In William Shakespeare's Julius Caesar, the charismatic Roman potentate is ominously told to "Beware the ides of March." In the Roman calendar, the ides refers often to the 15th day or the midpoint of a month, when the moon is at its fullest. The Romans would commemorate the rites of Mars, the god of war, around that time. Caesar was an excellent warrior and military strategist and on the verge of extending his grip on the reins of power in the Roman republic, but perhaps he was a bit too cocky. Not heeding the warnings of his allies (or Shakespeare's seer), he stepped into the Senate on the ides of March, 44 B.C., and was knifed to death by colleagues and friends. Caesar may not have feared the ides of March, but generations of future demagogues would quiver at the thought of meeting that same end.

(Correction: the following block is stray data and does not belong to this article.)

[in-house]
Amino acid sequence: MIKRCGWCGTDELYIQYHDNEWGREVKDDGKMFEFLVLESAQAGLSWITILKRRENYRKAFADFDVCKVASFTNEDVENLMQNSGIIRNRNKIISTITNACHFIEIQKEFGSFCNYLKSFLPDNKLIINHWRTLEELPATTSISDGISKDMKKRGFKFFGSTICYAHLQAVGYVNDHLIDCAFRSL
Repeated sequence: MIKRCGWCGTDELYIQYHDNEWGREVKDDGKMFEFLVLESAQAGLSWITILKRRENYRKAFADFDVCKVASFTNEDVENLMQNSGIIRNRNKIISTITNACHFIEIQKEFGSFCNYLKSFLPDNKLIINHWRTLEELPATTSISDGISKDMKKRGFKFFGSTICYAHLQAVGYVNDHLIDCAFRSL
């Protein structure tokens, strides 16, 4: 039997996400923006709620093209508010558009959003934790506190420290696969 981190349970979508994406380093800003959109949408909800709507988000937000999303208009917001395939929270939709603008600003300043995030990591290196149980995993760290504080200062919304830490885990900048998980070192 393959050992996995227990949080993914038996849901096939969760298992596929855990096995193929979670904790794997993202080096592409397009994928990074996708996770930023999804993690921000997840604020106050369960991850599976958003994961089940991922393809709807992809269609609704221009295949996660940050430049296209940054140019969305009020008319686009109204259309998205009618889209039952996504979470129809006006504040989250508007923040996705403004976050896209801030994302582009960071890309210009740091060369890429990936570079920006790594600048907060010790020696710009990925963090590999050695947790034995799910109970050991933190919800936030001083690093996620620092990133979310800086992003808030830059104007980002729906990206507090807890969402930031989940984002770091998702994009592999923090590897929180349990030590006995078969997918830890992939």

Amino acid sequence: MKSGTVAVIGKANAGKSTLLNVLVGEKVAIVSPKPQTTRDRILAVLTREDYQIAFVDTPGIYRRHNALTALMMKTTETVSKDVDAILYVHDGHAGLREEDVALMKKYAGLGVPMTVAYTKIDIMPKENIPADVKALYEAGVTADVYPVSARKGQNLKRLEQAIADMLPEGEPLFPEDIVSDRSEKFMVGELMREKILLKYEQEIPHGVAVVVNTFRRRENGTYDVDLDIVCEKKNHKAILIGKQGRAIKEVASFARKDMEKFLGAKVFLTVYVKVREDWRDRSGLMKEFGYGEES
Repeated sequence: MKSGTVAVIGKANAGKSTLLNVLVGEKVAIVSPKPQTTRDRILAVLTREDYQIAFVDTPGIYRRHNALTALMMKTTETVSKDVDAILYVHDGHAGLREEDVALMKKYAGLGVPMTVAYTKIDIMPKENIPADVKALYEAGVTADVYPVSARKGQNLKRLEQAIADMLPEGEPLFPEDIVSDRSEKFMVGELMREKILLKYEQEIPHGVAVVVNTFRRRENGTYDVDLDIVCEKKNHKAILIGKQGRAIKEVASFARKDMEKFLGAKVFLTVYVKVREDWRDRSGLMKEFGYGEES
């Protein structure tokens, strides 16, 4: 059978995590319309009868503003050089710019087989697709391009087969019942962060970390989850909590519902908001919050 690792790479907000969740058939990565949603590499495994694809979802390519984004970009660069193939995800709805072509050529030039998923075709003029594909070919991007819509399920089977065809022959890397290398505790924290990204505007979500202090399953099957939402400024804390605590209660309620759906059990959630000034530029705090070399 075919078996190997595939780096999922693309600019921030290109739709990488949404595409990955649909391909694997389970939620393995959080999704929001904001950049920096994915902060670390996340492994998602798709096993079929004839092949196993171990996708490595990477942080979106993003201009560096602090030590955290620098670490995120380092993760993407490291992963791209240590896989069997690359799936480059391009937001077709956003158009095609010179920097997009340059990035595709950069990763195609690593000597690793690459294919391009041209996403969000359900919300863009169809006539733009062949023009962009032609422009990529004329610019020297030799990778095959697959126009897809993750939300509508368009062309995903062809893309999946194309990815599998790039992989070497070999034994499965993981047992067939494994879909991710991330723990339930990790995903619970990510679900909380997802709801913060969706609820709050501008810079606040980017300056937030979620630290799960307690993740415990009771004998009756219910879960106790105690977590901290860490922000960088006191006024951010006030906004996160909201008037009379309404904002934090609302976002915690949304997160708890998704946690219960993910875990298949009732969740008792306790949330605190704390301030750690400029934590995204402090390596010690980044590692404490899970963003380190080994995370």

Next Dec. 7, 1941